Ruby stands waiting. The gin and the bird-books are packed. W has joined me, and she and I are off tomorrow to Herefordshire for ten days’ communing with nature. Avid readers of this blog will have to curb their impatience. If we happen upon somewhere where there’s wi-fi, then having a laptop with us I’ll report from the front, as it were. But that part of the country, that transitional area through which runs the border between England and Wales is probably as rural as you can get in this funny little island so I hold out little hope of that.
There’s something extraordinarily freeing knowing that all you have to do (assuming you have the time off work) is pack the food cupboard in Ruby, turn on her fridge, pack some clothes and a few books and you can take off, self-contained, to wherever the fit takes you. You are constrained by neither bus nor train timetable, nor the destinations to which either of those services run. Stick a pin in the map of the UK – or of anywhere else in the world for that matter – and that’s where you’re going. And certainly in the UK, you’ll find some form of campsite with a mains electricity hook-up within just a few miles of wherever you’ve stuck your pin. And the prices for staying overnight – per pitch, not per person! – including electricity are a fraction of what you’d pay for even a very modest hotel room. Then the following morning you wake up to the singing of the birds and the sighing of the wind in the trees.
You might also wake up of course to the sound of the rain beating down on Ruby’s roof. But although this country has acquired something of a reputation – especially among US citizens – for rain, the rain here is very seldom really prolonged and heavy. I know from shepherding my two youngest sons, when they were quite small, on a series of Easter holidays around Cornwall, that with a bit of imagination and persistence, there’s seldom a time when the vagaries of the English weather stop you doing at least something enjoyable.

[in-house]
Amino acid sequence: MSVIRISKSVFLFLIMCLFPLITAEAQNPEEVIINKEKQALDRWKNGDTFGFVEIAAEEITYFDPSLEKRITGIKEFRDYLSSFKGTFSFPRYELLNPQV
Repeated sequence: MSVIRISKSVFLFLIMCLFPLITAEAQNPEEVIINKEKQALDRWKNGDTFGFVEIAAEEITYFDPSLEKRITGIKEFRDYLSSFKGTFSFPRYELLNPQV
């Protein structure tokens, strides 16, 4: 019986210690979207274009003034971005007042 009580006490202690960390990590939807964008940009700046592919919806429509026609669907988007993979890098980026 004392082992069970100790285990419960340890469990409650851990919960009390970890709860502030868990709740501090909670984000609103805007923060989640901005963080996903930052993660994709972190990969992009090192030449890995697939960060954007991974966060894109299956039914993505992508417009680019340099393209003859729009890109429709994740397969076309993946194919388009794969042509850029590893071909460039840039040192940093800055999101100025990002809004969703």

Sadly for us, there are no sites in Hereforshire run by the RSPB – the Royal Society for the Protection of Birds – of which we are members. But not too far away to the west are the Black Mountains and Brecon Beacons of Wales. There, a wonderful avian raptor – the red kite – has been re-introduced. A common scavenger on the streets of London in days long gone by, they were persecuted out of existence in the UK. But their come-back in Wales – (and also in a number of other parts of this country) – which is not to every Welsh sheep farmer’s joy and delight – has been very successful. I’ve seen them in India, swooping and tumbling – they’re great aerial acrobats – among the high-rise buildings of Mumbai, but I’ve yet to see one here in my own homeland – assuming the Welsh would allow me to include part of their bit of this plot of land in ‘my homeland’.
So au revoir London. Ruby and Herefordshire await. And as has been said before – I’ll be back.